Punch down the dough. Form the dough into a round loaf. Place into the prepared pan. Cover with plastic wrap and let it proof until it doubles in size (about 1 hour).
Bake for 45 minutes at 400° F. Let it sit for 20 minutes before cutting and serving.
Crostini with Garlic and Black Truffles
Ingredients for each serving
- 2 slices bread (Torta Umbra al Formaggio would be excellent for this appetizer)
- 1 winter black truffle
- 1 clove garlic
- 1 lemon
- 2 ¼ tablespoons (30 ml) extra virgin olive oil
- Salt – to taste
- Pepper – to taste
Shave half the truffle and set aside. Pound the remaining truffle in a mortar together with the garlic, adding the lemon juice and olive oil until the mixture becomes thick and creamy. Season with salt and pepper.
Tear the bread slices into smaller pieces, toast and spread the truffle and garlic paste on top. Garnish with the shaved truffle slices and serve.
Minestra Di Ceci (Umbrian Chickpea Soup)
- 1 lb (500g) dry chickpeas
- 1 twig fresh rosemary
- 10 leaves fresh sage
- 1 tablespoon salt
- 1 large garlic clove, minced
- 1 small carrot, diced
- 1 medium onion, peeled and diced
- 1 rib celery, diced
- 1 teaspoon olive oil
- Salt & Pepper
- Grated Pecorino cheese
- Extra virgin olive oil
Soak chickpeas overnight in a bowl of cold water. Drain.
Place chickpeas in large soup pot. Cover with water to 1 inch above the chickpeas. Add rosemary and half the sage leaves. Cover and cook on low 3 1/2 to 4 hours.
In a skillet placed over medium heat, heat 2 tablespoons olive oil and sauté garlic, carrot, onion and celery. Season with salt and pepper and cook until the vegetables are tender. Set aside.
Remove and discard the sage leaves and rosemary from the cooked chickpeas. Drain the chickpeas, reserving the cooking liquid.
In a blender or with a hand immersion blender, purée half the chickpeas, along with 2 cups of the chickpea cooking liquid.
Return puréed chickpeas and sautéed vegetables to the soup pot.
Cover and cook 60 minutes.
Serve the soup in warmed bowls with a drizzle of oil, remaining sage leaves, black pepper and grated cheese.
Pasta alla Norcina
Ingredients for 4 people
- 14 oz (400g) Penne pasta
- 4 sausages of Norcia
- Extra-virgin olive oil
- ½ onion
- 1 cup heavy (cooking) cream
- Salt and black pepper
- ½ cup white wine
- Grated parmesan cheese or pecorino cheese of Norcia.
Finely chop the onion and saute in extra-virgin olive oil in a skillet. Remove the casings from the sausages and add it to the onion and cook until brown and crumbled. Lower the heat and add the white wine. Cook until it evaporates. Add the cream and as soon as it’s hot remove the pan from the heat.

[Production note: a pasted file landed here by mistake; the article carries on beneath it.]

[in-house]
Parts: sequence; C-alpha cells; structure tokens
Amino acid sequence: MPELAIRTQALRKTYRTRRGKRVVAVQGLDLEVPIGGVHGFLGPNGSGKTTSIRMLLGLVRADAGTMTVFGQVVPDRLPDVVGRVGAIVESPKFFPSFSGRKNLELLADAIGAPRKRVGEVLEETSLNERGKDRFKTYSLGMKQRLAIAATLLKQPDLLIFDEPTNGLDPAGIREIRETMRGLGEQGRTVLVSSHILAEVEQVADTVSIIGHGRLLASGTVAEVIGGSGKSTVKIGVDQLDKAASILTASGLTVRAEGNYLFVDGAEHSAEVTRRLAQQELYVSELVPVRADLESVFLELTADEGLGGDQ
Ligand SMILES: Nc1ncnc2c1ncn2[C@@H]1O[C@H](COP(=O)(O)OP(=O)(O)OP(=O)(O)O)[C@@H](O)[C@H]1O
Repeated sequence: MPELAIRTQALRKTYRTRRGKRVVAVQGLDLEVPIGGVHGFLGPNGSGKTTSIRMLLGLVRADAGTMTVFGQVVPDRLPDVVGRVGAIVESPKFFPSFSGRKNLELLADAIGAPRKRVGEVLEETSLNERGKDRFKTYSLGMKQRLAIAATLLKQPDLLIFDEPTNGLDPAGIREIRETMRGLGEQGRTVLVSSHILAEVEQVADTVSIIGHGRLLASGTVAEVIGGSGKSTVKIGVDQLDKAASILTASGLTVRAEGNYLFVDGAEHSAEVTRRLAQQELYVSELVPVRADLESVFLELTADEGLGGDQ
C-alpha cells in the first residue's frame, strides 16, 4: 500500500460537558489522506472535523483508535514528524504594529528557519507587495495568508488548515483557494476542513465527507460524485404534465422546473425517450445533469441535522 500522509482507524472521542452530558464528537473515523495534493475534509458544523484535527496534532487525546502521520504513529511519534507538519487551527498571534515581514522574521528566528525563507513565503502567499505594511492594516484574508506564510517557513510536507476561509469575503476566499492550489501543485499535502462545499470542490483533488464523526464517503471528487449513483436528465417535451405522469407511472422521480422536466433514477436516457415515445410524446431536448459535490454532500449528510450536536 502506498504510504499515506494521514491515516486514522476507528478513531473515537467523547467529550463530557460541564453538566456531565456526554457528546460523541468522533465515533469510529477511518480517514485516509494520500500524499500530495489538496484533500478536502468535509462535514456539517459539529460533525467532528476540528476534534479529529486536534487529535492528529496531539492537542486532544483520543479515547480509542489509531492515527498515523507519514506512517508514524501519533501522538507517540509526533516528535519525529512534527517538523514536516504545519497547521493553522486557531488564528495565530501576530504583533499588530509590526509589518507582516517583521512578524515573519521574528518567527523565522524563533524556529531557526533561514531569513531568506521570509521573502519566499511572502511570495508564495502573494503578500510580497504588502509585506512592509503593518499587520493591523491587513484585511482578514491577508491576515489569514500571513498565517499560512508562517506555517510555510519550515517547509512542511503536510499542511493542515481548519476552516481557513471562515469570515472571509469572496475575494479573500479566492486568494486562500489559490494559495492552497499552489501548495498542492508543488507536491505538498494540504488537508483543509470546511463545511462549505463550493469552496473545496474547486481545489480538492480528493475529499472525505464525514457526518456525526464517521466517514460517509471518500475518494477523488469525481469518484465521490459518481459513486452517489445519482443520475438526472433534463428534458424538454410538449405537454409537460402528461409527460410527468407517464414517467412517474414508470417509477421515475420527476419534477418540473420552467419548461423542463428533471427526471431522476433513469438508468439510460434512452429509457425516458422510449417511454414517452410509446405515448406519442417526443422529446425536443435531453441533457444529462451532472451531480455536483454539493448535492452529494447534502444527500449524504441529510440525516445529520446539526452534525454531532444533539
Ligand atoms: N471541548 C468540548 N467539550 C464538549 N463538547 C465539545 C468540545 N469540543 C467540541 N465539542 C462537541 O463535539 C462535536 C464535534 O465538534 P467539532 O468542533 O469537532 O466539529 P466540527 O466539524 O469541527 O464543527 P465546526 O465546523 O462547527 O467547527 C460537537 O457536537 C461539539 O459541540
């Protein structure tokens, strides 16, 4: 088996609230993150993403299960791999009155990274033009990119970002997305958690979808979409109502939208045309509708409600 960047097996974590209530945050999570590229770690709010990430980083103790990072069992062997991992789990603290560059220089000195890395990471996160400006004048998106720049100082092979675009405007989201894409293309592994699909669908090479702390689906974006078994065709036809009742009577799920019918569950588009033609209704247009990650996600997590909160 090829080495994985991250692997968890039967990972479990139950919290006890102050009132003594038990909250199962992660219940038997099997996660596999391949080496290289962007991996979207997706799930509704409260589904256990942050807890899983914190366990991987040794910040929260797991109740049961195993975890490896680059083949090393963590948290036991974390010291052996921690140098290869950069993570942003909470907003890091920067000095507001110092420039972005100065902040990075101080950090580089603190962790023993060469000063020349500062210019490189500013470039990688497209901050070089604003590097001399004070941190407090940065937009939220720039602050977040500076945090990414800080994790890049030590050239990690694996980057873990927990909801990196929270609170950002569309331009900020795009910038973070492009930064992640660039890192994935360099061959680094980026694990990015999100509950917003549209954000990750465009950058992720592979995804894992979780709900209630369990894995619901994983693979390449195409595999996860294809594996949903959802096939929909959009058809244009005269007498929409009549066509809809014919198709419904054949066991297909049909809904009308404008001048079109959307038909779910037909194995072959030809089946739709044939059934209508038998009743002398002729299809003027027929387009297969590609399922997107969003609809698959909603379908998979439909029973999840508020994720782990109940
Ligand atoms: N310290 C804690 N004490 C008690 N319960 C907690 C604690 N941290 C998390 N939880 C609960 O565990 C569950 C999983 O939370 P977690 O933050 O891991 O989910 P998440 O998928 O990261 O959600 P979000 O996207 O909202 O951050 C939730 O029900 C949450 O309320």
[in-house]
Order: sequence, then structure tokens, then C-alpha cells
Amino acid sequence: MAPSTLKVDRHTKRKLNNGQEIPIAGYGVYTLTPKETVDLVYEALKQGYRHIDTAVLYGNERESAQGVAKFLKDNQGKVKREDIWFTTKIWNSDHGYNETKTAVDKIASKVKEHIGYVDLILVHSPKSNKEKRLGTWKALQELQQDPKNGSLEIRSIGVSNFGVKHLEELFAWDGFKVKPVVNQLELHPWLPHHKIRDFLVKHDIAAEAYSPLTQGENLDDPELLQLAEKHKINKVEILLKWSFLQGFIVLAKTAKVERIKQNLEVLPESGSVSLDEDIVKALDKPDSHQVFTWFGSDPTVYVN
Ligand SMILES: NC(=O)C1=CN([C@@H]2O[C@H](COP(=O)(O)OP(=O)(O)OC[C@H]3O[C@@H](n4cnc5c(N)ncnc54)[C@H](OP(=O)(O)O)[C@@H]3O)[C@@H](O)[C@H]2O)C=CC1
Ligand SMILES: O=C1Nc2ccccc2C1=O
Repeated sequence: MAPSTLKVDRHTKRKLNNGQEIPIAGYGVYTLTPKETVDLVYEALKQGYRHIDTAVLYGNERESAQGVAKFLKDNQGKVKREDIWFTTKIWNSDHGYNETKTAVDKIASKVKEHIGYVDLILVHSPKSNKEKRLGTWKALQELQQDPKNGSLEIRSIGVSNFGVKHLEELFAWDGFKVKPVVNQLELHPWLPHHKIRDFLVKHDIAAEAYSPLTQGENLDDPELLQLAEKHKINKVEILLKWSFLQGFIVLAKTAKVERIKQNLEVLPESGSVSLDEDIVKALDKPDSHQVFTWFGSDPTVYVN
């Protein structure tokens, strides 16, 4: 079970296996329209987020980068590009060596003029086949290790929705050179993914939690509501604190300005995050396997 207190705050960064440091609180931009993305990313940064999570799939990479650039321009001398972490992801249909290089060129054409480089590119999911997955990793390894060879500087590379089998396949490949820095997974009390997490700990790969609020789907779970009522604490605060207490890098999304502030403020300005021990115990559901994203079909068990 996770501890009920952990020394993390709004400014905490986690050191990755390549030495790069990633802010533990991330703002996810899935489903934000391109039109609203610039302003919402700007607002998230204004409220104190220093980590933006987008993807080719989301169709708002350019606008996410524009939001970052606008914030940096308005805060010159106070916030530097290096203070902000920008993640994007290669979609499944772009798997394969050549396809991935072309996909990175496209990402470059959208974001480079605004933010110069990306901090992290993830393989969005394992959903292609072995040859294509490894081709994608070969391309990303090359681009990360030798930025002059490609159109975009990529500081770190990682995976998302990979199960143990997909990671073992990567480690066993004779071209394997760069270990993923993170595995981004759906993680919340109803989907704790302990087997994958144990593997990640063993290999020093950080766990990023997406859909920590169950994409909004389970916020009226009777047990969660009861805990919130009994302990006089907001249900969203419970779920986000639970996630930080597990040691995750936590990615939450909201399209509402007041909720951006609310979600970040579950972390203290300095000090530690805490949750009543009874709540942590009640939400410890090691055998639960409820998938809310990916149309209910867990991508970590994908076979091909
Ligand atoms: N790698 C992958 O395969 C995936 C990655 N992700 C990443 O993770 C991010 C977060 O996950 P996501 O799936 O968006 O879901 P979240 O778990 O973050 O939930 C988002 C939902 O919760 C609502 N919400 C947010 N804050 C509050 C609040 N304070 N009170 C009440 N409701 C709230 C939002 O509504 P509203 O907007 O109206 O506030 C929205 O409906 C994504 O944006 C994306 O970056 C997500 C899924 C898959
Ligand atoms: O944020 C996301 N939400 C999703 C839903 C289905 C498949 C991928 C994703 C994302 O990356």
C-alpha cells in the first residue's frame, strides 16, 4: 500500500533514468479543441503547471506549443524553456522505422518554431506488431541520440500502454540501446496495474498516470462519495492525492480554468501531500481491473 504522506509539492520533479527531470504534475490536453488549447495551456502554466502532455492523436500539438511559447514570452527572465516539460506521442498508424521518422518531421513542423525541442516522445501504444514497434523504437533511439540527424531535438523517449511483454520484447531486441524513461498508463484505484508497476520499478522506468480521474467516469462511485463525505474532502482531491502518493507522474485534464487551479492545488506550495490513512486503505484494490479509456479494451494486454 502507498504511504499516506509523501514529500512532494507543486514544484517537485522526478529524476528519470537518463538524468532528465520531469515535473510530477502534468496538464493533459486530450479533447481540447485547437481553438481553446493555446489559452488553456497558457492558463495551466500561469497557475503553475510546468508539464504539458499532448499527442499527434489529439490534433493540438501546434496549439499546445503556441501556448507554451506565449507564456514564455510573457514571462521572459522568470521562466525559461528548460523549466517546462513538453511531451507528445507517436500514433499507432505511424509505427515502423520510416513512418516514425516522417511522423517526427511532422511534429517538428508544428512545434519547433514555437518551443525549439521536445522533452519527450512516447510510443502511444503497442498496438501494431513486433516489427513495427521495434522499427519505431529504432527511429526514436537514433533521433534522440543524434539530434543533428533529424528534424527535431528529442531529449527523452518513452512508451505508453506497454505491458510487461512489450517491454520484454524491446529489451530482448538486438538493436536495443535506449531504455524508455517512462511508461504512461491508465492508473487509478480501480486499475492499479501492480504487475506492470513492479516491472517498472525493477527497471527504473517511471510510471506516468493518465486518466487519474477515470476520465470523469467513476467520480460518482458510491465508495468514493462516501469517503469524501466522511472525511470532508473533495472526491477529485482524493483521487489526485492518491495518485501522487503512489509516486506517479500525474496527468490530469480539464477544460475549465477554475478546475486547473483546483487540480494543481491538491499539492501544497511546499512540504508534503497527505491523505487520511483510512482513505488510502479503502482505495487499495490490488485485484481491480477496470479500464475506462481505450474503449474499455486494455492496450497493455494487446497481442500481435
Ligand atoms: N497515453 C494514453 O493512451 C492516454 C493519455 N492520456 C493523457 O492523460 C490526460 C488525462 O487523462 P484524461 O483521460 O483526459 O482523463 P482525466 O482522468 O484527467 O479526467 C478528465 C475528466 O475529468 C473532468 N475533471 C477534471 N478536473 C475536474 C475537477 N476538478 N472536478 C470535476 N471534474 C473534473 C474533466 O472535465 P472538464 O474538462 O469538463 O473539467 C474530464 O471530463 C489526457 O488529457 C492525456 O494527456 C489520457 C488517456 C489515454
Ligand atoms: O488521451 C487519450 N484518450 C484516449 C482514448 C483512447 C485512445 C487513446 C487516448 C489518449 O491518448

Cook the penne pasta in boiling salted water until al dente. Drain and mix the pasta with the sauce. Add black pepper and grated cheese. Serve immediately.
Porchetta (Roast Pork Loin)
by CHEF BIKESKI (Culinary Director and Owner of Italia Outdoors Food and Wine)
This is best started the day before you wish to serve it.
- One 2 1/2 – 3 pound piece fresh pork belly, skin on
- One 2 1/2 – 3 pound boneless pork loin roast
- Kosher salt
- 2 tablespoons fennel seeds
- 2 tablespoons olive oil
- 1/2 bulb fresh fennel, tough outer layer and inner core removed, chopped into 1/4 inch dice
- 3 garlic cloves, minced
- 1 tablespoon minced fresh rosemary or 1 teaspoon dried
- 1/4 cup fennel fronds, finely chopped
Preheat oven to 500°F.
Place the pork belly skin side up. Using a sharp knife, score the skin on the diagonal making a diamond-shaped pattern. Try to cut only the skin itself.
Turn the belly so the skin side is down. Score the belly flesh in the same diagonal diamond-shaped pattern.
Salt both sides of the belly, as well as the pork loin roast. Set aside while you make the seasoning mixture.
Place the fennel seeds in a hot sauté pan and toast just until they start to brown. Add the olive oil, chopped fresh fennel, garlic and rosemary and saute until the fennel is soft, about 4 minutes. Add the chopped fennel fronds and remove from the heat.
Cover the entire loin and the flesh side of the pork belly with the seasoning mixture. Roll the belly around the loin so the short ends of the belly meet or come as close to meeting as possible. If there is a bit of loin still exposed along the bottom, put this side down in the pan. If the loin is longer than the pork belly or the belly longer than the loin and one sticks out, trim the longer piece so the ends are flush.
Tie the roast with kitchen twine at about 1/2” intervals. Place the roast on a wire rack set in a sheet pan, with any gap where the pork belly may not cover the loin at the bottom. Place the roast, uncovered, in your refrigerator for 1-2 days to allow the seasonings to penetrate the roast and the skin to air-dry.
When ready to cook, remove the roast from the refrigerator and allow to sit at room temperature for 2 hours.